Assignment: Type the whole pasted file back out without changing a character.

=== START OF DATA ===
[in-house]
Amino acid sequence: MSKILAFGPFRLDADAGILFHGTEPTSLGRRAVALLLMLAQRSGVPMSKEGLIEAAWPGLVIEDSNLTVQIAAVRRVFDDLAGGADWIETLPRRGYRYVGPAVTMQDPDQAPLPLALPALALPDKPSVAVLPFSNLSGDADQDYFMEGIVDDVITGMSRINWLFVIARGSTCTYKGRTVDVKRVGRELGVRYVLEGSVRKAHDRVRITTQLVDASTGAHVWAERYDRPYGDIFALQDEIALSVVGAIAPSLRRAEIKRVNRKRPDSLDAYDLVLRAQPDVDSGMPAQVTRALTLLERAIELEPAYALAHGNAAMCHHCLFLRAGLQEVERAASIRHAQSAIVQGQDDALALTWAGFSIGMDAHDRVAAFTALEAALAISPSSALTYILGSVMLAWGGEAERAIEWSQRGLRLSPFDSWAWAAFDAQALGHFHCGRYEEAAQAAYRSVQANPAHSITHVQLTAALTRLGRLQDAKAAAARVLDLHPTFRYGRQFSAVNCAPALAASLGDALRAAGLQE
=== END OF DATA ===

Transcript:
[in-house]
Amino acid sequence: MSKILAFGPFRLDADAGILFHGTEPTSLGRRAVALLLMLAQRSGVPMSKEGLIEAAWPGLVIEDSNLTVQIAAVRRVFDDLAGGADWIETLPRRGYRYVGPAVTMQDPDQAPLPLALPALALPDKPSVAVLPFSNLSGDADQDYFMEGIVDDVITGMSRINWLFVIARGSTCTYKGRTVDVKRVGRELGVRYVLEGSVRKAHDRVRITTQLVDASTGAHVWAERYDRPYGDIFALQDEIALSVVGAIAPSLRRAEIKRVNRKRPDSLDAYDLVLRAQPDVDSGMPAQVTRALTLLERAIELEPAYALAHGNAAMCHHCLFLRAGLQEVERAASIRHAQSAIVQGQDDALALTWAGFSIGMDAHDRVAAFTALEAALAISPSSALTYILGSVMLAWGGEAERAIEWSQRGLRLSPFDSWAWAAFDAQALGHFHCGRYEEAAQAAYRSVQANPAHSITHVQLTAALTRLGRLQDAKAAAARVLDLHPTFRYGRQFSAVNCAPALAASLGDALRAAGLQE